Bill Pavilion End, Bill Ricquier's Cricket Views

Margin Call

In Some Cricket Matches.. by Bill Ricquier

Can a cricket team” bounce back” from a defeat by a margin of 405 runs? This is the task facing England as they prepare for the third Investec Ashes Test at Edgbaston. Logic and history suggest not.

A team can fight back from a defeat by 169 runs. This was the margin of England’s wholly unexpected triumph at Cardiff. Australia’s sensational turnaround at Lord’s could be explained by a number of factors but central to their achievement were the performances of their two best players, Steven Smith and Mitchell Johnson , neither of whom seemed to have much to offer at Cardiff. At Lord’s Smith , as eccentrically busy at the crease as a squirrel gathering nuts for the winter , gave a master class on the first two days , batting Australia into near- invincibility with a peerless double century. On the fourth morning he compounded England’s problems with a whimsically insouciant innings of 58 off 48 balls. Johnson gave the Lord’s spectators – champagne corks, hampers, pink hats and all – more than a hint of what England had had to contend with in Australia eighteen months ago. In a thrilling display of fast bowling on the second evening England were reduced to 30 for four, Johnson , exuding menace as he ran in from the Pavilion end , removing Gary Ballance and Joe Root. Johnson took six wickets in the match but his influence went beyond that. England’s best players , Root and James Andeson, contributed 24 runs and two wickets – both taken by Root – between them.

This was the ninth heaviest defeat – in terms of runs- in Test history. It can come as no surprise that the winner of each of these nine games was also the winner of the series in each case , usually by a country mile. Thus , in the two instances in this millennium Australia beat Pakistan 3 -o in 2004-5, getting the ball rolling with a win by 491 runs at Perth in the first Test( Glenn McGrath eight for 24 as Pakistan were rolled over for 72 in the second innings) while Sri Lanka beat Bangladesh 2-0 in 2008-9, wrapping things up with a 465 run win at Chittagong.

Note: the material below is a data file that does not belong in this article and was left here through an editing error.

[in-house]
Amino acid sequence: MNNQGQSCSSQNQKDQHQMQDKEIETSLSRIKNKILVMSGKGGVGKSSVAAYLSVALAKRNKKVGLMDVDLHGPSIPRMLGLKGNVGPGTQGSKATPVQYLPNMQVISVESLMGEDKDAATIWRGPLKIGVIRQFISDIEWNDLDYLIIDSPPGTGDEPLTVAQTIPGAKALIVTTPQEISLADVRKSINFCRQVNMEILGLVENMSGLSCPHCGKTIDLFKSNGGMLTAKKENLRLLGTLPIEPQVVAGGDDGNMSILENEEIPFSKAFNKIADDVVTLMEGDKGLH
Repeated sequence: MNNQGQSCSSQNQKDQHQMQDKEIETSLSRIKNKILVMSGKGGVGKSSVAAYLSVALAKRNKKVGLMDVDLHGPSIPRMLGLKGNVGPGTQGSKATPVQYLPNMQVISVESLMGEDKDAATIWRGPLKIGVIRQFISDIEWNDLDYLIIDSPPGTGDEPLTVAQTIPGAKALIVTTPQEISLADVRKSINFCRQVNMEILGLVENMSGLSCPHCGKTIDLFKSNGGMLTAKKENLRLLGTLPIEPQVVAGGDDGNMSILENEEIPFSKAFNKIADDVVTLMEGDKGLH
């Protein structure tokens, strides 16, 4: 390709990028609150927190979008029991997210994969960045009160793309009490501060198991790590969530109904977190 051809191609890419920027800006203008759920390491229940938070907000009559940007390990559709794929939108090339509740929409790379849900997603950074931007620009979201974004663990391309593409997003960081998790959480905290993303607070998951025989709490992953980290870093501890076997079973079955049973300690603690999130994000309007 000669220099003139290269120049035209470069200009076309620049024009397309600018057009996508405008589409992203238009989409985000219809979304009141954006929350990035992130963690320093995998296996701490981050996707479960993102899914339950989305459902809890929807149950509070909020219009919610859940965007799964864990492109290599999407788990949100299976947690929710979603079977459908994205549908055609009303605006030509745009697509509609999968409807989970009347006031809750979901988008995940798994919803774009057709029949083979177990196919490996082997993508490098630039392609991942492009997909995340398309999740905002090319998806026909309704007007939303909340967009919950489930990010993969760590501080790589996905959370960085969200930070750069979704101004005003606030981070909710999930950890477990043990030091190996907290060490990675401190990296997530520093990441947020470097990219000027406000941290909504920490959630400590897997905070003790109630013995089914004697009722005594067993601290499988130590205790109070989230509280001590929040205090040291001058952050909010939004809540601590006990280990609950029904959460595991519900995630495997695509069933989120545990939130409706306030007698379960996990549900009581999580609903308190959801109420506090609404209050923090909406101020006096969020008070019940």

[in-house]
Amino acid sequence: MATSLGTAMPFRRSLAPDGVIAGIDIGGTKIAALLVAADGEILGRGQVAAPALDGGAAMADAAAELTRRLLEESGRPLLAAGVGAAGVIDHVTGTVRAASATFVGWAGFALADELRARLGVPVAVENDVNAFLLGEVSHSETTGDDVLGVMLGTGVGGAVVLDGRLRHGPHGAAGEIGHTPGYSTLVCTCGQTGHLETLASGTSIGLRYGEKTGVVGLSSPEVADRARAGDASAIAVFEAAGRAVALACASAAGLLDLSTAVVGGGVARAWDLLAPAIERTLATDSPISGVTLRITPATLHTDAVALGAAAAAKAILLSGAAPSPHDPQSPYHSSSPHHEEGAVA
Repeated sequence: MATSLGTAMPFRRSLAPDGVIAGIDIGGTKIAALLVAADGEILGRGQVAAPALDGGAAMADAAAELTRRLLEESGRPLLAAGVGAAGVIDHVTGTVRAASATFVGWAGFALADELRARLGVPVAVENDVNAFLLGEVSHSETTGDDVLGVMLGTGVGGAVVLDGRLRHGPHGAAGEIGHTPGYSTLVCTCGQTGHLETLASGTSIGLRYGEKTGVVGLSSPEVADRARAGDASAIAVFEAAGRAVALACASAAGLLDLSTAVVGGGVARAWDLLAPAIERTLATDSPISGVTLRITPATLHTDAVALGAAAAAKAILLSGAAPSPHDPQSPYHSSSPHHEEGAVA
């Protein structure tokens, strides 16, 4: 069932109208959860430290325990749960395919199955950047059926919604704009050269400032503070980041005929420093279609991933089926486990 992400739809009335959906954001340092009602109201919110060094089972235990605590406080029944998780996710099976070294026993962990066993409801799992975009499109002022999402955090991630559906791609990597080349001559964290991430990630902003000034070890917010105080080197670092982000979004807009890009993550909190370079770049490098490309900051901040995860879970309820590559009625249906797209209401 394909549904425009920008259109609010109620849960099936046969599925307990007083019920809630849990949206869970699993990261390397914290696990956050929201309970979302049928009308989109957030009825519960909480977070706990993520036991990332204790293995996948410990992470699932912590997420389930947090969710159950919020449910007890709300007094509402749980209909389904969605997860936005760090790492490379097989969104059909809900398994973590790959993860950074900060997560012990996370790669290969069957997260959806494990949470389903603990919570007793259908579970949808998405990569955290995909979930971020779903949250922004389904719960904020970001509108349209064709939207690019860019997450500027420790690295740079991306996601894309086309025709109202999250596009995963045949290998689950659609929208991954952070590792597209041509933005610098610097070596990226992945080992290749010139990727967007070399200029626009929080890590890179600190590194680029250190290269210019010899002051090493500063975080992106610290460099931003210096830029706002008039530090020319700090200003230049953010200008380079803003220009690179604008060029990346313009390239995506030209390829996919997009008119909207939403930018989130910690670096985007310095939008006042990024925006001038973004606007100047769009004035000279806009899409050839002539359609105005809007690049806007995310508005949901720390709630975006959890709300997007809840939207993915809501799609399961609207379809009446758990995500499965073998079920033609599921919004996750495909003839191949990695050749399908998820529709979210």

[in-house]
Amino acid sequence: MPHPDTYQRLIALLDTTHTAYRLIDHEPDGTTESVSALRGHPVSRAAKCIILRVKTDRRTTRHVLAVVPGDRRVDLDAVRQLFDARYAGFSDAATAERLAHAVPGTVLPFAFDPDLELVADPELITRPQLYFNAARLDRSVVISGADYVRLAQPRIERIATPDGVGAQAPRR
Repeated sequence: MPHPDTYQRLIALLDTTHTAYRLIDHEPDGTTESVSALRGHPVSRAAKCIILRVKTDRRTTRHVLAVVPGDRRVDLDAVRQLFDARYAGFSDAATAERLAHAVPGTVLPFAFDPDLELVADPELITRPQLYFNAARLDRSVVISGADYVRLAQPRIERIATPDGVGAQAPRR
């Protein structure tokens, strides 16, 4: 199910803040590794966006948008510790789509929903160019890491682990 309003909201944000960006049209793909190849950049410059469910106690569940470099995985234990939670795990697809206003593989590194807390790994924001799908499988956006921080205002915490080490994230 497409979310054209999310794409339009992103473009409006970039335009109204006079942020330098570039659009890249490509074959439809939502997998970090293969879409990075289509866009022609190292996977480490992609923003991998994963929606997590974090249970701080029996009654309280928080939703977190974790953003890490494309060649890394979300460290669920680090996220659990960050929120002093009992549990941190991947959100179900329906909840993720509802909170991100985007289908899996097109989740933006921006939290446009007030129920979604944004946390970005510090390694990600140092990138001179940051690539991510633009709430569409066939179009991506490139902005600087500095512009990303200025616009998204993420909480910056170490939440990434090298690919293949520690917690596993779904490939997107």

The closest fought series in which such a massive victory has occurred was the Ashes series of 1934 when the sides went to The Oval for the fifth Test all square. Hence the game was scheduled as a ” timeless” Test but in fact Australia only needed four days to beat England by 562 runs, Bill Ponsford and Don Bradman putting on 451 for the second wicket in Australia’s first innings.

Oddly enough Alastair Cook’ s side’s defeat is not England’s heaviest loss to Australia at Lord’s. In 1948 they lost to Bradman’s Invincibles by 409 runs.

But at least England can claim to have landed the heaviest punch in all Test history , winning the first Test against Australia in 1928-29 – the first to be played in Brisbane – by 675 runs. This was an interesting game for a number of reasons . Bradman made his Test debut; he scored 18 and 1 and was dropped for the next game. When England’s captain , A P F Chapman , declared England’s second innings closed with a lead of 741, he became the first man to make a declaration in a Test in Australia. And Harold Larwood, the England fast bowler who was to become famous, or infamous, depending on one’s point of view , during the Bodyline series four years later, achieved his best Test figures of six for 32.

Of course an innings defeat can be just as humiliating as a big runs margin. There has been only one innings victory with a bigger runs margin than 405 and , as it happens, that was achieved by England too. This was the famous game at The Oval in 1938 when England made 903 for seven ( Len Hutton 364) and won by an innings and 579 runs. Neither Bradman, nor the Australian opener Jack Fingleton batted because of injury. This was the fifth Test, and Australia had already secured the Ashes.

Minimal loss of wickets by the victor can also be a cause of significantly hurt pride. A good recent example was South Africa’s defeat of England at The Oval in 2012. South Africa won by an innings and 12 runs which does not sound much but they only lost two wickets in their one innings to England’s twenty in two.

To find a real rub your nose in it victory of that sort you have to turn to county cricket. The match was a three day game between Lancashire and Leicestershire at Old Trafford in 1956. The first day was lost to rain.

The scorecard tells the story. Leicestershire 108 and 122. Lancashire 166 – 0 ( Alan Wharton 87 not out, Jack Dyson 75 not out) and 66 – 0 ( Wharton 33 not out, Dyson 31 not out): Lancashire won by 10 wickets.


Bill Ricquier, 26/7/15

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